Biometrics battle fraud down under

The Australian government is moving towards greater use ofbiometrics to prevent identity theft which costs A$1.1 billion(C$906 million) annually, the federal Attorney General PhilipRuddock said today.

Addressing the Biometrics Institute’s annual conference inSydney, Ruddock said the Council of Australian Governments hasagreed to investigate how biometric security measures could beadopted by all the state’s and territories.

This is part of the National Identity Security Strategy whichaims to strengthen existing identity processes and to make sureprocedures are consistent across the country.

It supports the establishment of a national A$28.3 millionDocument Verification Service announced in the recent federalbudget. “We need to beat criminals at their own game and biometricidentification can help us do this,” Ruddock said.

And while everyone has a right to privacy, Ruddock said, “Therecan be no greater invasion of a person’s privacy than the theft oftheir identity”. He said one challenge with biometric use is thelack of consistent standards.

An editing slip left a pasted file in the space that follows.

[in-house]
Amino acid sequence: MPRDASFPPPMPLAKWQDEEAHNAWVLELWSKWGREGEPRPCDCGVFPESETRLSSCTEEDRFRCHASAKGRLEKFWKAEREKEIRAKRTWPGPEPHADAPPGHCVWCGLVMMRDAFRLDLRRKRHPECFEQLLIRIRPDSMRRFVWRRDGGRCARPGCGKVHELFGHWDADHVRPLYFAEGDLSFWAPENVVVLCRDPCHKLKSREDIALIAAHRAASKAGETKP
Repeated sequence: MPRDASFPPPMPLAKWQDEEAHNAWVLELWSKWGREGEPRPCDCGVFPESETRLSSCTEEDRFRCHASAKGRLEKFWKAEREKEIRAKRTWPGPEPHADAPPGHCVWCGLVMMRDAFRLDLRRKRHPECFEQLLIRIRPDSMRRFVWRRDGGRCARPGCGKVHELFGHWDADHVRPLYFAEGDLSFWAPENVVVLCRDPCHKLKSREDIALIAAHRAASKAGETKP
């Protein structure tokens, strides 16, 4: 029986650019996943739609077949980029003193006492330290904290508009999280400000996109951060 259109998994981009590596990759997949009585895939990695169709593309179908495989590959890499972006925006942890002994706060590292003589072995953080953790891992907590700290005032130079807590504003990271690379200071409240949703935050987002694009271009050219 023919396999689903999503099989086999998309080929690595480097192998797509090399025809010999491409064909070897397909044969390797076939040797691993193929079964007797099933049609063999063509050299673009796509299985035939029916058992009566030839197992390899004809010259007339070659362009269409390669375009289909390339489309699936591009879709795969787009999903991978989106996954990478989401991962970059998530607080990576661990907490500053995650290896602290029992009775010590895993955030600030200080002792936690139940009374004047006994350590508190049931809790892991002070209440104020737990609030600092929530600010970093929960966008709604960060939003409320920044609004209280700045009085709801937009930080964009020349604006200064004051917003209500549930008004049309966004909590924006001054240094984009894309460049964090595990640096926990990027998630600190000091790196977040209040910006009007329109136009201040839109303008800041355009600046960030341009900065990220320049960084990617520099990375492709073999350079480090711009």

“Closed and proprietary biometric solutions mean that standardsare developing in different ways and there is a lack ofinteroperability across government agencies,” Ruddock said.

“This is inefficient and creates increased cost; this is anissue we will examine in the development of the AustralianGovernment Biometrics Framework.”

Initiatives currently being undertaken by the government includethe introduction of a Human Services smartcard – called AccessCard, the use of e-Passports and an automated border processingsystem known as SmartGate at Australian airports.

SmartGate, which is a face recognition system for bordercontrol, will be introduced in Australian international airportsnext year.

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